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Ultraschall Med. 2010 Dec;31(6):596-603. doi: 10.1055/s-0029-1245526. Epub 2010 Jul 7.

Sonoelastography in the diagnosis of malignant and benign breast lesions: initial clinical experiences.

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  • 1Gynecology & Obstetrics, Ernst-Moritz-Arndt University Greifswald, Germany.

Abstract

PURPOSE:

This prospective study aimed to compare sonoelastography, B-mode ultrasonography, and mammography in terms of their ability to distinguish benign from malignant breast lesions. We also assessed how the diagnostic value of sonoelastography differs between palpable and clinically occult lesions.

MATERIALS AND METHODS:

Evaluation revealed a total of 97 lesions (66 benign; 31 malignant) without histological confirmation at the time of the initial examination. The sensitivity, specificity, positive (PPV) and negative predictive value (NPV) as well as efficiency were calculated. These parameters were separately assessed for palpable lesions and for non-palpable lesions. We subsequently compared these results.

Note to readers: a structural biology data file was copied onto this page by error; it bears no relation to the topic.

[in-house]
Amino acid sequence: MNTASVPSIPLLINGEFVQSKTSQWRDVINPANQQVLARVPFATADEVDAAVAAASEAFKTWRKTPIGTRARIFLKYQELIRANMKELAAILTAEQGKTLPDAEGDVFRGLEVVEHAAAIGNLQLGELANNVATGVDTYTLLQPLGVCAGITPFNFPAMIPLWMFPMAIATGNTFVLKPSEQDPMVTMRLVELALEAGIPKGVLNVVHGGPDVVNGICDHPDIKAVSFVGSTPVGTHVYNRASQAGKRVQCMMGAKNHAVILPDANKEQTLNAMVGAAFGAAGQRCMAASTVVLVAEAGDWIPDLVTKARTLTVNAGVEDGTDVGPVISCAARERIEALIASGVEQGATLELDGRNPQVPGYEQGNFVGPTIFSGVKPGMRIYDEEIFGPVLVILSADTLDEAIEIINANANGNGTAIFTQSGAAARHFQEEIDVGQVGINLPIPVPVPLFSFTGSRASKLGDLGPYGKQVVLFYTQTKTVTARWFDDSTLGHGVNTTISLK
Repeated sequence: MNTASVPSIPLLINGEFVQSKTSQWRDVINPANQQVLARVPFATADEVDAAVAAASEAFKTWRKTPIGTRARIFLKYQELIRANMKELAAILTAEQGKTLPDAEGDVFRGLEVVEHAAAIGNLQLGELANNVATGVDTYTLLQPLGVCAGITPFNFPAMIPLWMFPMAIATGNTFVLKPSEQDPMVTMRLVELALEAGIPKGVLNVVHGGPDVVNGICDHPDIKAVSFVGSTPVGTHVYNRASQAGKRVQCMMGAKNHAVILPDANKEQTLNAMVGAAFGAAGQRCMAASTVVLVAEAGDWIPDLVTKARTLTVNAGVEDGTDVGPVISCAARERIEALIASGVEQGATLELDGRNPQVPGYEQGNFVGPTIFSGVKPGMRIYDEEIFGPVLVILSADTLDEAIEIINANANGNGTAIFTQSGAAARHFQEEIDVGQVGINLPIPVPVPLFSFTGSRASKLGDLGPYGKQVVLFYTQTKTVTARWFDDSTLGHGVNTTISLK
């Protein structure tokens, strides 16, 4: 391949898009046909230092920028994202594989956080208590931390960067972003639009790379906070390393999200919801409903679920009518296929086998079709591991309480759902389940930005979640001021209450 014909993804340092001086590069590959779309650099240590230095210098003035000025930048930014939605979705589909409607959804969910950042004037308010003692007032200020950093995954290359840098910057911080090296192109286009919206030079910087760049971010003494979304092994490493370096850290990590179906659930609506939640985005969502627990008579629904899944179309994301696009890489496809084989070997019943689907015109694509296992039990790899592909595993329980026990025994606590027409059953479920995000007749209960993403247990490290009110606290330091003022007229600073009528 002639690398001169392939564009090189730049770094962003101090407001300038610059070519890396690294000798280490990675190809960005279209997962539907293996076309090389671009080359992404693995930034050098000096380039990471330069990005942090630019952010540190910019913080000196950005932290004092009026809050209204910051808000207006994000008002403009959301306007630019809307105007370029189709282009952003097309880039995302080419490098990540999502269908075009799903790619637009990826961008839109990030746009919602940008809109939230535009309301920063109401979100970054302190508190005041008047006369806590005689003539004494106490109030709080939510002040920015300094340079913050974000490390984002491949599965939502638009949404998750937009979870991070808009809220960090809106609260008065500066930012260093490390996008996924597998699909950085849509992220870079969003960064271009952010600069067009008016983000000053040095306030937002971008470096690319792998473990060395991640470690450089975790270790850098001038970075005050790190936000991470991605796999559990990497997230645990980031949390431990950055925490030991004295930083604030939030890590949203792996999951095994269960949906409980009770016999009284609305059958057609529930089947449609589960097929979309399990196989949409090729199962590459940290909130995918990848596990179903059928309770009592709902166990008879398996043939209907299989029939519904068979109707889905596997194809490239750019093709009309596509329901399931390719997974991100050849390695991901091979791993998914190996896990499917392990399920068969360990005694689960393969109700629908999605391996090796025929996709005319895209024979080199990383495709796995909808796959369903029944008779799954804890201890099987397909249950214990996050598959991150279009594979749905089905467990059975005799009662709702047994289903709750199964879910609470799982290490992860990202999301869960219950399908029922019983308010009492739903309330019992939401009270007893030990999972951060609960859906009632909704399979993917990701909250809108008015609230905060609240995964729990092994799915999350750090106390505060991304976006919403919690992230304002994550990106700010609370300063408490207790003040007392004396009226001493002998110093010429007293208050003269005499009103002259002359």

RESULTS:

Sonography had a sensitivity of 97% and a specificity of 82% (PPV: 71 %, NPV: 98%, efficiency: 87%). For mammography, the respective figures were 84% and 89% (PPV: 79%, NPV: 92%, efficiency: 88%). Sonoelastography had a sensitivity of 71% and a specificity of 48% (PPV: 39%, NPV: 78%, efficiency: 56%). The combination of sonography and sonoelastography yielded a sensitivity of 100% and a specificity of 38% (PPV: 43%, NPV: 100%, efficiency: 58%). The sensitivity and specificity were not statistically different between the groups of palpable and non-palpable lesions.

CONCLUSION:

Sonoelastography is easily performed and not very time-consuming. Used by itself, the method is not more efficacious than alternative techniques. When used in conjunction with B-mode ultrasonography, the latter's sensitivity was increased, albeit at the expense of specificity.

© Georg Thieme Verlag KG Stuttgart · New York.

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